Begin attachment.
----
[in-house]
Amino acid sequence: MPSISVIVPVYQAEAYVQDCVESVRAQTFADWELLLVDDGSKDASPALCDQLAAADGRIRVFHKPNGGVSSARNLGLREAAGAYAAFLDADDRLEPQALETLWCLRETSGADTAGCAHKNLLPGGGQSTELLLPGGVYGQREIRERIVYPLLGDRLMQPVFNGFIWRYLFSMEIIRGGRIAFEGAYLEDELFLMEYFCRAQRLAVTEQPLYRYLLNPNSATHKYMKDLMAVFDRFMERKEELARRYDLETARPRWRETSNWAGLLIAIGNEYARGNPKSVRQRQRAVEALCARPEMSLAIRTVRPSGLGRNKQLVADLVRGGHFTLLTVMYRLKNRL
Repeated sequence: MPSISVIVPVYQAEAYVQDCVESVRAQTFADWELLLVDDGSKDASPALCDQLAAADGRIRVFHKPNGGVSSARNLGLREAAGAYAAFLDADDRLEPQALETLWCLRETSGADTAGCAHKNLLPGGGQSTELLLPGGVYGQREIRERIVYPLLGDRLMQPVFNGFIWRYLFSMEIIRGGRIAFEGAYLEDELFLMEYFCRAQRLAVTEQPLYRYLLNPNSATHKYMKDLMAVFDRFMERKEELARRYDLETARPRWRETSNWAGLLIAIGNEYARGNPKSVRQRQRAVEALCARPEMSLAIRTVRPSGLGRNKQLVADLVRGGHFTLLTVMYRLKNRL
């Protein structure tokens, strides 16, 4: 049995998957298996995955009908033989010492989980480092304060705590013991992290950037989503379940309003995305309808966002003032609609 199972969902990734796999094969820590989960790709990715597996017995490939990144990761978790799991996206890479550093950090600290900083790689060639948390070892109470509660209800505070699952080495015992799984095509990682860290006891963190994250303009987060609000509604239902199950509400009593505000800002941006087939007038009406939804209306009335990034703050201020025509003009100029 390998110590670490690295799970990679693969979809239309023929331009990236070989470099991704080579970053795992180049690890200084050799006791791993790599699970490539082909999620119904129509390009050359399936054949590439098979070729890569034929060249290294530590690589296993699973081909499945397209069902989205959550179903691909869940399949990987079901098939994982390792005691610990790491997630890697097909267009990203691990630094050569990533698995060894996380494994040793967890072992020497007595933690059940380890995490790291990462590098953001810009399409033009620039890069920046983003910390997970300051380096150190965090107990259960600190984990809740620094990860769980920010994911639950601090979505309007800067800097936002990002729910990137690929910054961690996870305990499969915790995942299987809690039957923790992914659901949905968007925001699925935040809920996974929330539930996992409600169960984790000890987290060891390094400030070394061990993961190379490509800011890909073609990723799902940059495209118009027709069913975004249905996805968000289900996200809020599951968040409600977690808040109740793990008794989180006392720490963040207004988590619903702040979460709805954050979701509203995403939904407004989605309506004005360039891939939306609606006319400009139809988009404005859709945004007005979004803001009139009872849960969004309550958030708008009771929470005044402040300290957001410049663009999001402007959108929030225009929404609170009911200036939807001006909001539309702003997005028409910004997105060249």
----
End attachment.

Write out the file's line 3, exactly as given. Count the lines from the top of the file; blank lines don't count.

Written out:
Repeated sequence: MPSISVIVPVYQAEAYVQDCVESVRAQTFADWELLLVDDGSKDASPALCDQLAAADGRIRVFHKPNGGVSSARNLGLREAAGAYAAFLDADDRLEPQALETLWCLRETSGADTAGCAHKNLLPGGGQSTELLLPGGVYGQREIRERIVYPLLGDRLMQPVFNGFIWRYLFSMEIIRGGRIAFEGAYLEDELFLMEYFCRAQRLAVTEQPLYRYLLNPNSATHKYMKDLMAVFDRFMERKEELARRYDLETARPRWRETSNWAGLLIAIGNEYARGNPKSVRQRQRAVEALCARPEMSLAIRTVRPSGLGRNKQLVADLVRGGHFTLLTVMYRLKNRL